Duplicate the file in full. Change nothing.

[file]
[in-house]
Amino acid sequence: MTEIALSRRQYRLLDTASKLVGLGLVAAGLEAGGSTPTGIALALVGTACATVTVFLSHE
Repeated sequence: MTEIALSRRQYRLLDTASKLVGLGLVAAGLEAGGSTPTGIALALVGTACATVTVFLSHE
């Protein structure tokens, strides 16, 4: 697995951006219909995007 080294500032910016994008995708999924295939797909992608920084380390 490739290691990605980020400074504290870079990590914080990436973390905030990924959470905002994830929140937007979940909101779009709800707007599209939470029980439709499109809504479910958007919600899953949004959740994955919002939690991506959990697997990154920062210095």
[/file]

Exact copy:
[in-house]
Amino acid sequence: MTEIALSRRQYRLLDTASKLVGLGLVAAGLEAGGSTPTGIALALVGTACATVTVFLSHE
Repeated sequence: MTEIALSRRQYRLLDTASKLVGLGLVAAGLEAGGSTPTGIALALVGTACATVTVFLSHE
């Protein structure tokens, strides 16, 4: 697995951006219909995007 080294500032910016994008995708999924295939797909992608920084380390 490739290691990605980020400074504290870079990590914080990436973390905030990924959470905002994830929140937007979940909101779009709800707007599209939470029980439709499109809504479910958007919600899953949004959740994955919002939690991506959990697997990154920062210095």